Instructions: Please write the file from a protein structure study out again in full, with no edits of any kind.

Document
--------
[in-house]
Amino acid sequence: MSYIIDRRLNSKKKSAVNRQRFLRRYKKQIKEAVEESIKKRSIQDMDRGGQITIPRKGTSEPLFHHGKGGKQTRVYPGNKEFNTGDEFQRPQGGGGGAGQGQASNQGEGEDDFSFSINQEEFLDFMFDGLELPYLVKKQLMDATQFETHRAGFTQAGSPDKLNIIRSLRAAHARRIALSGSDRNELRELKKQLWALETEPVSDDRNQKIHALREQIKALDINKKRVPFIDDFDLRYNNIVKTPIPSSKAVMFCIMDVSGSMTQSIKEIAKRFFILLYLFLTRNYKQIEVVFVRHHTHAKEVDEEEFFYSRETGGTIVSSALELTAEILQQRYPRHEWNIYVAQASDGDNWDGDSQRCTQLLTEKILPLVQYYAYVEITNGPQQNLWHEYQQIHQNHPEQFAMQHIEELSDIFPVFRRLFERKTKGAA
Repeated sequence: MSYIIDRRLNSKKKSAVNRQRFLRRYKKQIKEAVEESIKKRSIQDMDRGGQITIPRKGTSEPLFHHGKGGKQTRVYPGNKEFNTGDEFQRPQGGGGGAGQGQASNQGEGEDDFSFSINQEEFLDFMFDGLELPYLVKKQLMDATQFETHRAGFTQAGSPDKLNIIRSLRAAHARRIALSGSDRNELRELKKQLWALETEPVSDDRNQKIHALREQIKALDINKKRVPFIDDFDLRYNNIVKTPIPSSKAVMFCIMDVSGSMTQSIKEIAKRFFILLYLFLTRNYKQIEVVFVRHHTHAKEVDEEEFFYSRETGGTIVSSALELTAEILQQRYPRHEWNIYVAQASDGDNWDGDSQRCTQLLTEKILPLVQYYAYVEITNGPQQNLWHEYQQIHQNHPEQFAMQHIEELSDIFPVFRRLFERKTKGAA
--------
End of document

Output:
[in-house]
Amino acid sequence: MSYIIDRRLNSKKKSAVNRQRFLRRYKKQIKEAVEESIKKRSIQDMDRGGQITIPRKGTSEPLFHHGKGGKQTRVYPGNKEFNTGDEFQRPQGGGGGAGQGQASNQGEGEDDFSFSINQEEFLDFMFDGLELPYLVKKQLMDATQFETHRAGFTQAGSPDKLNIIRSLRAAHARRIALSGSDRNELRELKKQLWALETEPVSDDRNQKIHALREQIKALDINKKRVPFIDDFDLRYNNIVKTPIPSSKAVMFCIMDVSGSMTQSIKEIAKRFFILLYLFLTRNYKQIEVVFVRHHTHAKEVDEEEFFYSRETGGTIVSSALELTAEILQQRYPRHEWNIYVAQASDGDNWDGDSQRCTQLLTEKILPLVQYYAYVEITNGPQQNLWHEYQQIHQNHPEQFAMQHIEELSDIFPVFRRLFERKTKGAA
Repeated sequence: MSYIIDRRLNSKKKSAVNRQRFLRRYKKQIKEAVEESIKKRSIQDMDRGGQITIPRKGTSEPLFHHGKGGKQTRVYPGNKEFNTGDEFQRPQGGGGGAGQGQASNQGEGEDDFSFSINQEEFLDFMFDGLELPYLVKKQLMDATQFETHRAGFTQAGSPDKLNIIRSLRAAHARRIALSGSDRNELRELKKQLWALETEPVSDDRNQKIHALREQIKALDINKKRVPFIDDFDLRYNNIVKTPIPSSKAVMFCIMDVSGSMTQSIKEIAKRFFILLYLFLTRNYKQIEVVFVRHHTHAKEVDEEEFFYSRETGGTIVSSALELTAEILQQRYPRHEWNIYVAQASDGDNWDGDSQRCTQLLTEKILPLVQYYAYVEITNGPQQNLWHEYQQIHQNHPEQFAMQHIEELSDIFPVFRRLFERKTKGAA